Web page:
Page:Southern Historical Society Papers volume 25.djvu/96

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92 Southern Historical Society Papers.

was cast that quiet professor who once did his duty here; that silent stranger whom no man knew until " the fire of God fell upon him in the battlefield," as it did upon Arthur the fire by which Sir Launce- lot knew him for his king the fire that like the "live coal from off the altar touched the lips ' ' of Jackson and brought from them that kingly voice which the eagle of victory knew and obeyed. For a king was Stonewall Jackson, if ever royalty, anointed as by fire, appeared among men.

When Egypt, or Persia, or Greece, or Rome was the world ; when the fame of a king reached the borders of his own dominion, but scarcely crossed them; when a great conqueror was known as far as his banners could fly; friends (or enemies) could assign a warrior's rank amongst mankind and his place in history. These latter ages have agreed that a Rameses, a Cyrus, an Alexander, or a Constantine shall be styled "The Great" accepting therein the estimate put upon them by the contracted times in which they lived, supported, perchance, by the story of their deeds as laboriously chiseled on some long buried slab, recorded on some hardly recovered sheets of ancient parchment, or written on some dozen pages of a literature, the language of which serves the purposes of the ghost along the Styx, as they tell each other of glories long departed.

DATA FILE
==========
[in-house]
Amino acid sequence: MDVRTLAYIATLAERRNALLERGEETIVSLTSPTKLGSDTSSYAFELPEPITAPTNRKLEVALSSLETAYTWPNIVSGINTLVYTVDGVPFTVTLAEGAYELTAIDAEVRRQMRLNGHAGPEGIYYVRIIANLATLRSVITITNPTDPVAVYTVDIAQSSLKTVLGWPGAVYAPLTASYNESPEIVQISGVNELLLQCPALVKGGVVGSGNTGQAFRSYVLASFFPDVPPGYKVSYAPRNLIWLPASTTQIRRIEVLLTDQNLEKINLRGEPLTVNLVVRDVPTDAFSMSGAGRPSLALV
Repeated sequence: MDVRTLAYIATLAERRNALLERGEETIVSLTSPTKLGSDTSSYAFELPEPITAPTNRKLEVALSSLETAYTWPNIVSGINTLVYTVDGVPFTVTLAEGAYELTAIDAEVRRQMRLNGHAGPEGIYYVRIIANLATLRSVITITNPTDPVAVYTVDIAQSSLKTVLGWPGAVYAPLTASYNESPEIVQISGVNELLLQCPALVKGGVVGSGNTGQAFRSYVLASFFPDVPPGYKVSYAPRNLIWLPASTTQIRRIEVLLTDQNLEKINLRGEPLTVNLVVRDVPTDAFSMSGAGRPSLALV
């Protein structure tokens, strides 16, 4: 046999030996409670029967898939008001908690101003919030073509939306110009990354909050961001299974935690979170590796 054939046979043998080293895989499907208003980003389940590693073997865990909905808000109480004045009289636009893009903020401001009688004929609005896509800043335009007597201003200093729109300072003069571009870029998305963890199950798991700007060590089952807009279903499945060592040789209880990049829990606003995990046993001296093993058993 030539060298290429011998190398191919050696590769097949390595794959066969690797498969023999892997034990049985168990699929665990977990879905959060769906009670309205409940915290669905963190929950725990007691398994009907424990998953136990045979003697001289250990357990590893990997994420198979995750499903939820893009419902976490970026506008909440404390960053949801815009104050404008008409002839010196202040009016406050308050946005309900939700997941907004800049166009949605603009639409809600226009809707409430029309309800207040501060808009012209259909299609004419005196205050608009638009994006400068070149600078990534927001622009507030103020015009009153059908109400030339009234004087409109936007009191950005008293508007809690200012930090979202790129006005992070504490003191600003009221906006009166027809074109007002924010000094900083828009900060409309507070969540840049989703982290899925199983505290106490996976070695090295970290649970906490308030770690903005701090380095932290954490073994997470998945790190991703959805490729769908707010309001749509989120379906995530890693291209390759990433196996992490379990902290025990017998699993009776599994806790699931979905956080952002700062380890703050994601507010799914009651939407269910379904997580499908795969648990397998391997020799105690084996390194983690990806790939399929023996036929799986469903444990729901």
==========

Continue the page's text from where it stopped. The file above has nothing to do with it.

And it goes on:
To-day the world is wide, and before the world's tribunal each candidate for historic honors must appear. The world's estimate, and that alone, posterity will accept, and even that it will hereafter most carefully revise.

The young Emperor of Germany, seeking to decree his grand- father's place in history, would have him styled "William the Great." Here and there, in one nation and another, press and people combine to deify some popular hero and offer him for the plaudits or the wor- ship of the age. It is a vain endeavor. The universal judgment cannot be forestalled. No force or artifice can make mankind accept as final the false estimate instead of the true. Money, powerful, dangerous and threatening as it now is in this republic, cannot for long buy a verdict. The unbiased world alone is capable of stamp- ing upon the forehead of man that mark which neither the injustice of adverse interest, nor envy's gnawing tooth, nor the ceaseless flow of the river of time are able to efface.

Therefore, it was with swelling heart and deep thankfulness that I recently heard some of the first soldiers and military students of England declare that within the past two hundred years the English speaking race has produced but five soldiers of the first class Marl-